ProSoundWeb Community

Please login or register.

Login with username, password and session length
Advanced search  

Pages: [1] 2  All   Go Down

Author Topic: My first church install - suggestions are welcome...  (Read 8520 times)

Alexander B Larsson

  • Newbie
  • *
  • Offline Offline
  • Posts: 35
My first church install - suggestions are welcome...
« on: February 22, 2014, 05:13:22 am »

Not sure if this belongs in "install" or "church" forum...

Anyway, having run PA on a hobby level for many years, I was asked to plan and do a church install.
This is the church in question:



More pics can be seen in the below link:
http://scaniacultura.se/Kyrkor/SodraAsumNyaTxt.html

It is about 28 m / 90 ft from pulpit to rear wall, perhaps 45-50 ft wide, has tile floor and brickwall/plaster walls and ceiling.

I have run my SOS PA there twice and it works well. That rig is 2 Community SLS920 on tripods along with 2 single 12 LF speakers. Powered by QSC PLX and processed through a Behringer DCX 2496.
That setups sounds surprisingly good in this enironment and retains good intelligibility all the way back. Tripods were symmetrically positioned about halfway between altar centre and side walls (in line with the big columns.) The tripods extended about 6ft up, with the 920s on top of that.

The cantor and priest commented how much better our "demo" sounded compared to some recent BOSE Line Array inställs in nearby churches.

My idea is to install an identical rig.
The SLS 920s would have to go wall mounted, the left one hanging with its lower edge between the "roof" of the pulpit and the "fundament" where the arcs from the ceiling domes meet. The right one of course in a mirrored position. The LF boxes would have to be sitting at the floor, next to the wall below the tops. A 16 channel console will be installed at the back of the room.

The PA should support preaching, cantor singing alone and with the choir, smaller concerts with choir, keybord, acoustic guitar, percussion (not drum kit), wind instruments etc. The music is hymns as well as more modern, soft to medium in intensity and SPL, no "Urban gospel" with drum kits and electric guitar etc.

So, what are your ideas? My two main concerns;
The cantor says their two "vergers" (lack of better translation) who today run the current, level only mixer into a dozen "clock radio" speakers are not interested in "technical stuff". Not a good indication...

"Gain Before Feedback" is the other potential problem. You will need to "work the mix" during service in a very different way than they do today.

I am worried I sell them a rig that perform at "Ferrari" level, but that is also as "unforgiving" as a Ferrari.
Example: This install will require muting of headset when someone enters the pulpit (that needs a fixed mike panned to the right.)
They will need to work the EQ for different inputs. They might need to adjust gain as well.

I do not live close, am not a part of the congregation etc and do not want to be supporting this install "permanently".

Your comments are very welcome!
Logged

Ivan Beaver

  • Hero Member
  • *****
  • Offline Offline
  • Posts: 8778
  • Atlanta GA
Re: My first church install - suggestions are welcome...
« Reply #1 on: February 22, 2014, 10:04:18 am »

To start with-do you have the proper licenses and permits to do this?  Low voltage contractors license-business license etc.

Do you have proper insurance for any damage to the building/people while doing the install?

If not you need to stop.

Do you have the proper skill/knowledge/tools to be hanging speakers where if they fall they could kill somebody?

Part of the whole "contractor thing" is to support the customer after the sale.  If you are not willing to do that-you need to make the customer aware of this-because they are probably expecting it.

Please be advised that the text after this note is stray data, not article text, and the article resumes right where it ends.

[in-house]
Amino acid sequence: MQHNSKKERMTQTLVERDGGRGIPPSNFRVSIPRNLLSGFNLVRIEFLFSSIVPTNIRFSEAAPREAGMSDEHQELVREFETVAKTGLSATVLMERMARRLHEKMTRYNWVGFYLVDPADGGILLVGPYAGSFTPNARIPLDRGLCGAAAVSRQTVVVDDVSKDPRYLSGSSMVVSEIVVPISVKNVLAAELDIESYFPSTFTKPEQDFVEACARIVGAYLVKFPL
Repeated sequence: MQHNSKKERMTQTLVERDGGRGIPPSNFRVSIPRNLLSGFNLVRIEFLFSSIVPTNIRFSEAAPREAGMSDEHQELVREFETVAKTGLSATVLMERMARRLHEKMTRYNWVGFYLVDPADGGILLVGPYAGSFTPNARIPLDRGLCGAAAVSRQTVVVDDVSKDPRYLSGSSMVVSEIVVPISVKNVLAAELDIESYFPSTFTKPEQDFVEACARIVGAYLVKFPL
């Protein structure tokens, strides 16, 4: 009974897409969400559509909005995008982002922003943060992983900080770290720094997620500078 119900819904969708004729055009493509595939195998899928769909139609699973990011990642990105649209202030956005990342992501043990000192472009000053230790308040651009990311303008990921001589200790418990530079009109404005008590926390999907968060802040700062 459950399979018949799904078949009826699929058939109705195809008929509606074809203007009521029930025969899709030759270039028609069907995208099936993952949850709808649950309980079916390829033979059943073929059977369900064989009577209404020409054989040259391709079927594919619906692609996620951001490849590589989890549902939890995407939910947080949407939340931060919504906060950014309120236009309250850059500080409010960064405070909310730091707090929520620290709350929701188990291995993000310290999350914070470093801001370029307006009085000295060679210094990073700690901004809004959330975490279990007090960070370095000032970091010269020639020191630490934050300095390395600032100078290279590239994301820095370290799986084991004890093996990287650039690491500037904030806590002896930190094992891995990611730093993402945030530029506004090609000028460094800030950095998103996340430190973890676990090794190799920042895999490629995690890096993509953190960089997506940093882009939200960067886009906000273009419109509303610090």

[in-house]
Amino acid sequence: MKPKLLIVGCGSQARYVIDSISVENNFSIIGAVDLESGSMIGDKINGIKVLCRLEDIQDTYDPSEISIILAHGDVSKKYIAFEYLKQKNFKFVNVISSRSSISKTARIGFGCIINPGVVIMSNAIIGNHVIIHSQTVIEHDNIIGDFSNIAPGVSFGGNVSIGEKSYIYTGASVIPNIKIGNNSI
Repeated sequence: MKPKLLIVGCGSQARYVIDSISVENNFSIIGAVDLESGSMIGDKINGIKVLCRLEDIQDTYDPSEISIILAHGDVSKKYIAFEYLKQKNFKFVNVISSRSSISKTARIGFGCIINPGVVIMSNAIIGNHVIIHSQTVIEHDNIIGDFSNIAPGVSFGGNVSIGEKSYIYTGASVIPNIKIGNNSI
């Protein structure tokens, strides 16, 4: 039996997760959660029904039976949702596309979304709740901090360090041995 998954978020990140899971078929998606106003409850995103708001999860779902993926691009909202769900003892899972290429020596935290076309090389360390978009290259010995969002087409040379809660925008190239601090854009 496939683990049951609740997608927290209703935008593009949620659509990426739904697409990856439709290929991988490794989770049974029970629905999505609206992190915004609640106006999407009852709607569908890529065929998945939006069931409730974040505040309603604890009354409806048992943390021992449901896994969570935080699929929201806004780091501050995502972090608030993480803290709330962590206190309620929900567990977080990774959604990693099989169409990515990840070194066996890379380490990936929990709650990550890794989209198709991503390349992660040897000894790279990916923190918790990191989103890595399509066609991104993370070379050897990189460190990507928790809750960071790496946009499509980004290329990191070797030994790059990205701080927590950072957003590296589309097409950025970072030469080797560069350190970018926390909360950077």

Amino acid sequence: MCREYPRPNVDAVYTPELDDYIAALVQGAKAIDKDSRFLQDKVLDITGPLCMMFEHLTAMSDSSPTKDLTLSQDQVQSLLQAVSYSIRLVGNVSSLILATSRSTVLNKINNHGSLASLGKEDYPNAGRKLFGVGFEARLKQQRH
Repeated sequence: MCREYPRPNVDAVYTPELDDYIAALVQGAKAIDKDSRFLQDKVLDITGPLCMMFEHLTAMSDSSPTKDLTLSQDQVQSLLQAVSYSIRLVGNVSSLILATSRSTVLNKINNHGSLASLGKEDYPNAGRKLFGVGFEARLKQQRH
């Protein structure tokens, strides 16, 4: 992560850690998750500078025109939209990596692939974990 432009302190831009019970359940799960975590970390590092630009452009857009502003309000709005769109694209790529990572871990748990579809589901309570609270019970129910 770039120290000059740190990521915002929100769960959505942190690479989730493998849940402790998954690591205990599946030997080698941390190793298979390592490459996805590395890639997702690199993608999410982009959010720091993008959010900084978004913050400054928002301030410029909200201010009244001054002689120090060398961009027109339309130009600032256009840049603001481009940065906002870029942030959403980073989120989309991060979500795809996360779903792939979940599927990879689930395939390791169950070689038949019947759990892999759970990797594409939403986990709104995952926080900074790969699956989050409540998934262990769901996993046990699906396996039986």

Logged
A complex question is easily answered by a simple-easy to understand WRONG answer!

Ivan Beaver
Danley Sound Labs

PHYSICS- NOT FADS!

Lee Douglas

  • Hero Member
  • *****
  • Offline Offline
  • Posts: 505
  • 47.662615, -116.756954
Re: My first church install - suggestions are welcome...
« Reply #2 on: February 22, 2014, 10:19:51 am »


I do not live close, am not a part of the congregation etc and do not want to be supporting this install "permanently".

Your comments are very welcome!

Aside from the fact I don't think your design is right for this application, why would you install something you don't want to support?  If you're trying help them out, steer them towards a bonded and insured business that can be responsive in a timely manner.  Churches, due to turn over and non-professional volunteers who think it would fun twist any every knob once a day, need permanent support.  And often. As a business, I would be selling support contract with this install.
Logged
This space for rent

Brad Weber

  • Hero Member
  • *****
  • Offline Offline
  • Posts: 2209
  • Marietta, GA
Re: My first church install - suggestions are welcome...
« Reply #3 on: February 22, 2014, 11:16:11 am »

My response is going to start with nothing to do with the gear or system and is more about your understanding and experience with professional installations.  From addresssing the required infrastructure to making the installation code compliant to having proper credentials to be flying anything to providing system documentation and post-installation support, do you have the related experience and capabilities to properly address a professional install?
 
For example, you talk about speaker and mixer locations but how do you plan to get the related cabling between them and might conduit or riser/plenum rated cable be required?  Where would the amplifiers be located and is there sufficient existing power where you need it or might additional power be required and who is handling that?  What is your experience and qualifications relating to rigging and flying?  Do you have experience tuning systems and the skills and equipment to provide that service?  Are you able to provide appropriate system documentation such as system drawings, equipment and system manuals and any DSP or other programming?